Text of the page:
Tarpon Springs' newest senior facility, Homewood Residence, had its first big birthday party Wednesday, when resident Marie Wienhusen celebrated her 101st birthday.
She might not remember the details of her life, but she does remember that hers was a life of serving others, one she wouldn't want to change. She did what her mother wanted her to do.
Born Aug. 4, 1898, in West Haven, Conn., she was the third daughter of Mary Hartigan and William J. Collins, who were both born in Ireland. And, while she was Irish, she was not a redhead. No, her hair was black.
Her mother died when she was 9, the youngest of three girls. She remembers that day when her mother "took me up on her lap. She was crying and she said "Marie, you've been a good girl. Mommy is sick. God wants her in heaven. And he wants you to grow up and do good things for the world. I'll always be there to watch over you.' "
After that, her life changed. Her father, who never drank alcohol when his wife was alive, became an alcoholic.
"He was in charge of the boilermaker of the railroad . . . and the Irish had big booze parties," she said. "He would come home drunk and my sisters would nurse him, but these are things I want to forget."
She spent her time "helping at church" or just helping others.
"I'd be walking along the street and see a mother struggling with a child while she was trying to do her laundry. I'd ask her, "Can I help?' and then take the child off for a walk in the pram while she finished the wash."
As soon as she completed grammar school, she went to work as an inspector of watches at the New Haven Clock Co. And she learned to dance _ square dancing at first, and later, ballroom dancing. She got good enough to teach dancing to make extra money.
After working for the watch company, the young Irish woman went to the New Haven Journal Carrier as head of the circulation department.
While teaching dancing, she met the man she married, William Wienhusen, whose family came from Germany. His father, a butcher in the old country, created a successful wholesale meat packing business in New Haven.
William was born with double curvature of the spine.
"His mother nursed him the best she could. I only knew that he had trouble with his spine and couldn't be operated on," she recalled. "I would go to his house every Sunday afternoon to teach his sisters how to dance. Then we would have supper, and William would play the violin. He was very shy.
"Time went on, and he asked me to marry him." They were married in 1933.
But there was never a honeymoon. He fell ill and had to rush back to Connecticut to go into the hospital.
It was her father-in-law who drove her to the the apartment that her new groom had furnished for them. "I had never seen it. I walked in. It had five rooms, and it was beautiful. When he came home from the hospital, I took care of him. . . . I remember how bad he wanted to get out of that hospital room."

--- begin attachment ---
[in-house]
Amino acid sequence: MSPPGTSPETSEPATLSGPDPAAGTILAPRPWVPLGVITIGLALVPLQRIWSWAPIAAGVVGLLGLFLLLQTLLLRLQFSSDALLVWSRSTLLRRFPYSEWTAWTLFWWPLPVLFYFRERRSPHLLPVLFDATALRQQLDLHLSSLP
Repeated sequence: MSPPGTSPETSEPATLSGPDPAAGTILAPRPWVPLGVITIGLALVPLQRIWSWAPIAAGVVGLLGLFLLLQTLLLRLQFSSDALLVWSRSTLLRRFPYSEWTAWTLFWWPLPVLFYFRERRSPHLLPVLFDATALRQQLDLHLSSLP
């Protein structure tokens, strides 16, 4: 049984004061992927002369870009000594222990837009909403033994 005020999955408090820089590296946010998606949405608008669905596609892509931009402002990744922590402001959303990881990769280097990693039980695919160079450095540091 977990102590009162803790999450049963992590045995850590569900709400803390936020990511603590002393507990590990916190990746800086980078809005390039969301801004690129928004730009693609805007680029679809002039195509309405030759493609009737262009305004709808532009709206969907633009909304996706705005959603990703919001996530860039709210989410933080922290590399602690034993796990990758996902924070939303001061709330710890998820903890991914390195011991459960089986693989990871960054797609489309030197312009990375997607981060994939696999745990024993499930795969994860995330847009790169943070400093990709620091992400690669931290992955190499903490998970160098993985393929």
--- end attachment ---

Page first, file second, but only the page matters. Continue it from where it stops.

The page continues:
Her husband worked at the meat packing office with his father and later ran the business whenthe older man fell ill. "It wasn't a big business. They mostly sold meat wholesale to the small shops in the suburbs," she said.
The young bride decided to find a way to help her husband. So early one morning, she walked into the office.
"My, you're out early," her husband said. She answered, "Show me what to do."
From that morning, she worked beside him every day. She learned how to do the invoices and used the knowledge she had gained from the newspaper job to get the company big accounts.
"We soon had the New Haven Railroad dining cars, and the Yale Law School dining room. I wanted to get him away from these little shops." She was the silent power behind the man.
There were many good times, such as going to the beach with the family, the opera, theater, lots of money, "high style," she called it. "But I never drew a salary. Every Sunday morning there would be $30 laying on my dressing table for household expenses."
He husband died in 1966. He left her well off. Once he told her, "Since you've been in the office, more money has come in. We never had the income before."
But she never got to travel and there was never a honeymoon, or children.
"Our marriage was never about sex. I loved him. He was a good man, and I wanted to help him to have a better life," she said.
After he died, she bought a mobile home park in Florida and last year moved into Homewood.
She intends to leave her money to the Catholic Charities.
_ To submit an item to Good for You, write to Betsy Bolger-Paulet, 710 Court St., Clearwater, FL 33756, or call (727) 445-4176 Monday or Tuesday.